“I really appreciate you guys more now. This (teaching) is not easy.” Nidhi, Grade 7
A sincere confession of one of Fairview International School’s students after a day spent at Maison Chance home for disabled people. Taking both roles of friends and teachers, these students visited the special home built to help the less fortunate to share their knowledge and experience. The visit was a part of the Grade 7 expedition to Ho Chi Minh with the theme ‘endurance’ fitting for a country that has only achieved independence in 1975 after decades of fighting for freedom.
Ms. Tim was 21 when she founded Maison Chance, leaving behind her life in Switzerland to do her part in building a better future for the less fortunate including orphans, homeless and the disabled that resides in the historic city known for bouncing back from centuries-long war sufferings. The Maison Chance school is where Vietnamese children as young as a 4-year old receive their education. The oldest student in the school was found living on a street all alone before he was invited to stay at Maison.
Quoted as one of the most memorable part of the expedition, Fairview students were genuinely satisfied and grateful for being able to contribute their skills in helping the Vietnamese children. The students split into small groups and went from classes to classes in Maison’s school to teach English, make paper planes, play games, sing and dance. Victoria, the head of the expedition and a Fairview teacher summarized the visit as an opportunity to learn the importance of education regardless of differences. “No matter the age, they are willing to provide you an education.” added Victoria on Maison Chance school.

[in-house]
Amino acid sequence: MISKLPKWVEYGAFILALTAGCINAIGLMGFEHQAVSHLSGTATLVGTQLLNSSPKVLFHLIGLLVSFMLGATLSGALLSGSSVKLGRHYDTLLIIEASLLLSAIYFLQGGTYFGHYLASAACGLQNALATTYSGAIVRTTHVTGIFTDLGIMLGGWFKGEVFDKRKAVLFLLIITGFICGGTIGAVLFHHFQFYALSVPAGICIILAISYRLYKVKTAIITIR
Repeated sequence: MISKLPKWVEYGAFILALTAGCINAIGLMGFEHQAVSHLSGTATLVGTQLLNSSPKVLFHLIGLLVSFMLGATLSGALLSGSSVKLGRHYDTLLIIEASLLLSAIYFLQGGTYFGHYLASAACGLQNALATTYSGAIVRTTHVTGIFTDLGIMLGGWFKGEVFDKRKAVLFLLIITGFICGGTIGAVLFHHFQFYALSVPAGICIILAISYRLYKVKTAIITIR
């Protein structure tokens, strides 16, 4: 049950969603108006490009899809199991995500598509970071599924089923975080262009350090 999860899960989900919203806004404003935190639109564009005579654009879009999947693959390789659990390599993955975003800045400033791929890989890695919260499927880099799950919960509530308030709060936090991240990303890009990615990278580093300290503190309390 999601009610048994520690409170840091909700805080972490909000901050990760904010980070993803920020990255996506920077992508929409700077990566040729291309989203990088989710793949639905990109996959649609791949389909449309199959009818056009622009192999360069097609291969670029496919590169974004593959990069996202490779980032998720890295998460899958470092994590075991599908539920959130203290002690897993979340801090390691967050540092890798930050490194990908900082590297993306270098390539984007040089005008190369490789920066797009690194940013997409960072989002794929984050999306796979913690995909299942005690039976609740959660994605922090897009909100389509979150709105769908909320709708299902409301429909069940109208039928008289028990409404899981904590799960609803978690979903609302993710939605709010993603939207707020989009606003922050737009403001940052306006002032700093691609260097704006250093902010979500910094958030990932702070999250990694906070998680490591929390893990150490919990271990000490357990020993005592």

Compassion and kindness were noticeably seen in these 11 and 12 year old students that tried their best despite initial hesitations to interact with strangers. “They are committed to learn and get an education despite their disabilities” shared Tristan, one of Fairview student.
Almost a semicentennial into the future, the remnants of war are still scattered throughout Vietnam especially the continuous aftermath of Agent Orange that was released during the war leaving generations of its people disabled and unable to live a normal life. The learning journey continued with a short visit to Thien Duyen Shelter, a place constructed for Agent Orange victims, where the students were able to take in the true meaning of compassion, empathy and gratification by connecting with the residents.
A total of 83 students and 9 teachers from various Fairview campuses took part in this expedition. The fruitful expedition also included city tour, exploration of the Cu Chi tunnels and a dive into the local culture at Mekong Delta.
Video by Mira Aziz